Review: Rush by Eve Silver

Review: Rush by Eve SilverRush by Eve Silver
Series: The Game #1
Published by Katherine Tegen Books on June 11th 2013
Pages: 361
Genres: Science Fiction YA, Young Adult
Source: Received for review from publishers
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So what’s the game now? This, or the life I used to know?

When Miki Jones is pulled from her life, pulled through time and space into some kind of game—her carefully controlled life spirals into chaos. In the game, she and a team of other teens are sent on missions to eliminate the Drau, terrifying and beautiful alien creatures. There are no practice runs, no training, and no way out. Miki has only the guidance of secretive but maddeningly attractive team leader Jackson Tate, who says the game isn’t really a game, that what Miki and her new teammates do now determines their survival, and the survival of every other person on this planet. She laughs. He doesn’t. And then the game takes a deadly and terrifying turn.

Thoughts: Rush is a tough book to review. It had potential and I certainly want to read the next book in the series – unlike, say, Breathe by Sarah Crossan or Miss Peregrine’s Home for Peculiar Children by Ransom Riggs, which were mediocre reads I will never revisit. However, Rush also had some serious problems.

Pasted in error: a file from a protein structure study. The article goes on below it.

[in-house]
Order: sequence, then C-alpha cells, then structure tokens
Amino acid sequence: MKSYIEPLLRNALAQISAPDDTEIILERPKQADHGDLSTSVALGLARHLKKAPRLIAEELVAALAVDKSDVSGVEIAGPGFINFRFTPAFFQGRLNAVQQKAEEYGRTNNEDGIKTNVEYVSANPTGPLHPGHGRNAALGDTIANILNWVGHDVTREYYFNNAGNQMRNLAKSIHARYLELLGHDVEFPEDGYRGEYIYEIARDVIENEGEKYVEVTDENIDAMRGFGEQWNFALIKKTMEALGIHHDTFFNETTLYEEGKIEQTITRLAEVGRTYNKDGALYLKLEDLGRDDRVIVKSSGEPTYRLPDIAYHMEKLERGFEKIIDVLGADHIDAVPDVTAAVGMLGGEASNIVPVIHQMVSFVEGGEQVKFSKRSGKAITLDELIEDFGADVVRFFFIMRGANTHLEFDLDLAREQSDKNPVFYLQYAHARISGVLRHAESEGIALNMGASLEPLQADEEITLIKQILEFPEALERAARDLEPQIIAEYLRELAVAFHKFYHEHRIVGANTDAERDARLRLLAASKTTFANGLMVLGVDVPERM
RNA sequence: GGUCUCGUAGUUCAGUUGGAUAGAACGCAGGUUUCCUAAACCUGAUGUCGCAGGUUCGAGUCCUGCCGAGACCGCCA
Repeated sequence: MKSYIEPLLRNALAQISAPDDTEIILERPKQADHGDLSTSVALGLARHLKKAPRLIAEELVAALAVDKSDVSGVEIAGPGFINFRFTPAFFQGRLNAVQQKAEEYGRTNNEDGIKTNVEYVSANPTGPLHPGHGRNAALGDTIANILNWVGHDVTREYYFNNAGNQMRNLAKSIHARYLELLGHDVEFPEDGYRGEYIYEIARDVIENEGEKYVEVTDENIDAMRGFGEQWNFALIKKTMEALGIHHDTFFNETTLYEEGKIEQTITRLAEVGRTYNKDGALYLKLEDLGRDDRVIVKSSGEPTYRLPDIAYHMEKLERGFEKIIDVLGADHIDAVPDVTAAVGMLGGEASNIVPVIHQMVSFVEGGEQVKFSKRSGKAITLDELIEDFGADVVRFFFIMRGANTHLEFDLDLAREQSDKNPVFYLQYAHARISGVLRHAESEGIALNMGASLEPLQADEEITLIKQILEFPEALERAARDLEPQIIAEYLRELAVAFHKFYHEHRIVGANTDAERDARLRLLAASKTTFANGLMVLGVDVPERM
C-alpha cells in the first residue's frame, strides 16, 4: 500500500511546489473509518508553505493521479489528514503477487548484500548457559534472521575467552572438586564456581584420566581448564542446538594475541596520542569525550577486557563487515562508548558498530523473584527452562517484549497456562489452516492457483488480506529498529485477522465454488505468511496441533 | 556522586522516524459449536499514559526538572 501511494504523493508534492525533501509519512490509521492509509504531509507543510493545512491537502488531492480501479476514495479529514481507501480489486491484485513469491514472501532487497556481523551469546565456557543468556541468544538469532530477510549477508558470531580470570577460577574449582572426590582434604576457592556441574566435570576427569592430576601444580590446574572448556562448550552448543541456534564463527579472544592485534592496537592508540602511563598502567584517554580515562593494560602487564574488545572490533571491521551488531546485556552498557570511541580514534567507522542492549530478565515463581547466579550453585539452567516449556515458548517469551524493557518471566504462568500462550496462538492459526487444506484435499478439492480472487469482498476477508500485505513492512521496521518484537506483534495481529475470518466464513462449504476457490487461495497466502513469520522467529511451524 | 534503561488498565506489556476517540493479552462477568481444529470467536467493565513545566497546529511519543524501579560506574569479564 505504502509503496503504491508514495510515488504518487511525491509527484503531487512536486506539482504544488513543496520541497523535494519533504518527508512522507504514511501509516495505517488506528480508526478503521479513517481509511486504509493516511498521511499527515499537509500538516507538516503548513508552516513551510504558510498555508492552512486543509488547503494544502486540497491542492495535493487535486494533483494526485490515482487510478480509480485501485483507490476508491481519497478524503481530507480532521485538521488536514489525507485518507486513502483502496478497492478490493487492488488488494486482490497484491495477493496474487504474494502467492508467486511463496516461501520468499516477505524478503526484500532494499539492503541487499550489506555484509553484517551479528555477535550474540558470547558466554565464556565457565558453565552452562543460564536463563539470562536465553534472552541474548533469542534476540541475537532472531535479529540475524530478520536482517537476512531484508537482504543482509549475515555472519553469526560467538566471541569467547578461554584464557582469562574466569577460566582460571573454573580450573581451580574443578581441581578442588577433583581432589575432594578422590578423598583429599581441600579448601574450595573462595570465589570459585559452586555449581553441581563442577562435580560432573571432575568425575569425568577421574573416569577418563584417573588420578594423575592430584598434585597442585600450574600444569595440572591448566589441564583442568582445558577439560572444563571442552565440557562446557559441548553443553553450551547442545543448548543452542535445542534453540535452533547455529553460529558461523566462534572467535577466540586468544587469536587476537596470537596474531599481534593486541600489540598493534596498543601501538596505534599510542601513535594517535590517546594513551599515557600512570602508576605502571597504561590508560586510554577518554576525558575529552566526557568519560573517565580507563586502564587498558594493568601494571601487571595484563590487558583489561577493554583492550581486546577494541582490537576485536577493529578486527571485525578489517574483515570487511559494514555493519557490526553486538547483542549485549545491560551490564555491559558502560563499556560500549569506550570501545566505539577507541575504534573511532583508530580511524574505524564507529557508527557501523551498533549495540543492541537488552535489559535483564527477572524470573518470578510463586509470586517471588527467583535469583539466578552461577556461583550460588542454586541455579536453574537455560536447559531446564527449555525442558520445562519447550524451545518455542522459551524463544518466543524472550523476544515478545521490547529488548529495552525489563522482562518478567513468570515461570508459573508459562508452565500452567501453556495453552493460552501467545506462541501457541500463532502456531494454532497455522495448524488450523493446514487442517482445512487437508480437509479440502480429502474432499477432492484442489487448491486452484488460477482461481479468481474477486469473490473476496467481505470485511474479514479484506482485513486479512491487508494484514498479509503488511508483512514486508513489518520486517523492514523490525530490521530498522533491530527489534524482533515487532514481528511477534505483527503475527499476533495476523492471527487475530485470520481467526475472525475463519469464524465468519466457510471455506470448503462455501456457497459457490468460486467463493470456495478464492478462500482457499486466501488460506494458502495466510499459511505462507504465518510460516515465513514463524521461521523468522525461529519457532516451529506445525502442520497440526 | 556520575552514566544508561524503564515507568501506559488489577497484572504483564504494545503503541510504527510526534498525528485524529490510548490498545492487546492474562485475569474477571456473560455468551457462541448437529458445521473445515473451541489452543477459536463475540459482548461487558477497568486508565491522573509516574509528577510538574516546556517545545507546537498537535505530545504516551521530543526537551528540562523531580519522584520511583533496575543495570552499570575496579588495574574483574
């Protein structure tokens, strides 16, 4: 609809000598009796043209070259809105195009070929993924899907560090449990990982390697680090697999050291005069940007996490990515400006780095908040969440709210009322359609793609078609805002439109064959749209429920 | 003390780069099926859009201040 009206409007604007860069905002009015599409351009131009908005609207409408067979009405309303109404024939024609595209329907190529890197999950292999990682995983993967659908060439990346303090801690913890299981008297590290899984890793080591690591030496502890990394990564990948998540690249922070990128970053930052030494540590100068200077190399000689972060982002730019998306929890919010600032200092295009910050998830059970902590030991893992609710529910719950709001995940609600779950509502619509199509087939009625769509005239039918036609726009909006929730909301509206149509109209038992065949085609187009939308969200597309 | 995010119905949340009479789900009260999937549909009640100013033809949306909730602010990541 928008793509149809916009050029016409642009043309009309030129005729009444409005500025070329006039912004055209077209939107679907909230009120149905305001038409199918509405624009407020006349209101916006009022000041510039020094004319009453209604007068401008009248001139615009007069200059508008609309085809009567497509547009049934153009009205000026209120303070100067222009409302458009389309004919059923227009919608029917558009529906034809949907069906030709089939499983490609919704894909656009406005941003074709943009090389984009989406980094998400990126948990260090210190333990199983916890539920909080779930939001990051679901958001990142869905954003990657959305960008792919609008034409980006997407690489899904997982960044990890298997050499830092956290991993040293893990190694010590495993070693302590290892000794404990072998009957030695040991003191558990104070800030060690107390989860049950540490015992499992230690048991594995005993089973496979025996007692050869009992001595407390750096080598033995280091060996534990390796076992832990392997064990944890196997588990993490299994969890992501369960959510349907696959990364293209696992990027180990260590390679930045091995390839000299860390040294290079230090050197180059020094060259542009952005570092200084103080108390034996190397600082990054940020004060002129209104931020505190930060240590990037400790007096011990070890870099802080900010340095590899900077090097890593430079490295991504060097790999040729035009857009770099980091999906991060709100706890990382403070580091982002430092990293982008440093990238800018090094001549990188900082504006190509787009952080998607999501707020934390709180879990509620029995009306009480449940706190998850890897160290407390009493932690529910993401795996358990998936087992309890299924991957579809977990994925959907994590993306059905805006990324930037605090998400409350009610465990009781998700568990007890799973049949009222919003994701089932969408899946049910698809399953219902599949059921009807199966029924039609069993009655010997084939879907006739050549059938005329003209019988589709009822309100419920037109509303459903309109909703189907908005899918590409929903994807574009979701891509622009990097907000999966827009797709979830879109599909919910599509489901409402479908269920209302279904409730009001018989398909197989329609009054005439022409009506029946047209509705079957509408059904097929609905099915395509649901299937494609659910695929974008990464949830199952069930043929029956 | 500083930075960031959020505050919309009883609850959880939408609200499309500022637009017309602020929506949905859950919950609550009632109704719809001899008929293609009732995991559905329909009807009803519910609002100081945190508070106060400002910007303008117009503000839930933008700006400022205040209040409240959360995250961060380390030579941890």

Let’s start off with the good.  For starters, it was the first Sci-Fi YA novel I have EVER finished. I just don’t think YA Sci-Fi has been all that good… and, at its very worst, Rush was readable science fiction.

Its premise reminded me of the Animorphs books: teenagers fighting off aliens in a secret war to save the planet. The modern twist to Rush was the incorporation of a gaming universe – one that existed but certainly wasn’t prevalent when the Animorphs books came out. I did rather like this concept. It dehumanised their fight, making it entertainment of a sort.

So, I liked the concept. The execution, on the other hand, was far from perfect.

For an action novel, Rush featured an awful lot of chatter. The main character, Miki, was constantly asking questions… which I applaud as a human being but loathe as a reader. It was such an obvious narrative tool and it felt extremely forced. As part of this, Silver made the other characters (no, actually, only Love Interest #1, Jackson) give purposefully cagey responses. There was no reason for Jackson to avoid Miki’s questions (he sure as hell didn’t towards the end of the book) other than to keep the “suspense” up. I wanted to scream through the pages, “Don’t ask him now! He won’t answer your simple question until the penultimate chapter!”

Rush’s “romantic” element was also rather tiresome. For starters, a romantic triangle is established right from the first chapter. Although Love Interest #2 doesn’t get much screen time in this instalment, I have no doubt that he’ll be in play in the next book. The pairing we do get page after page of details on was… rather blah. There was no chemistry, just a case of insta-love. God, kill me now. If I have to read about one more girl falling for a mysterious guy in sunglasses, I may just gauge my eyes out.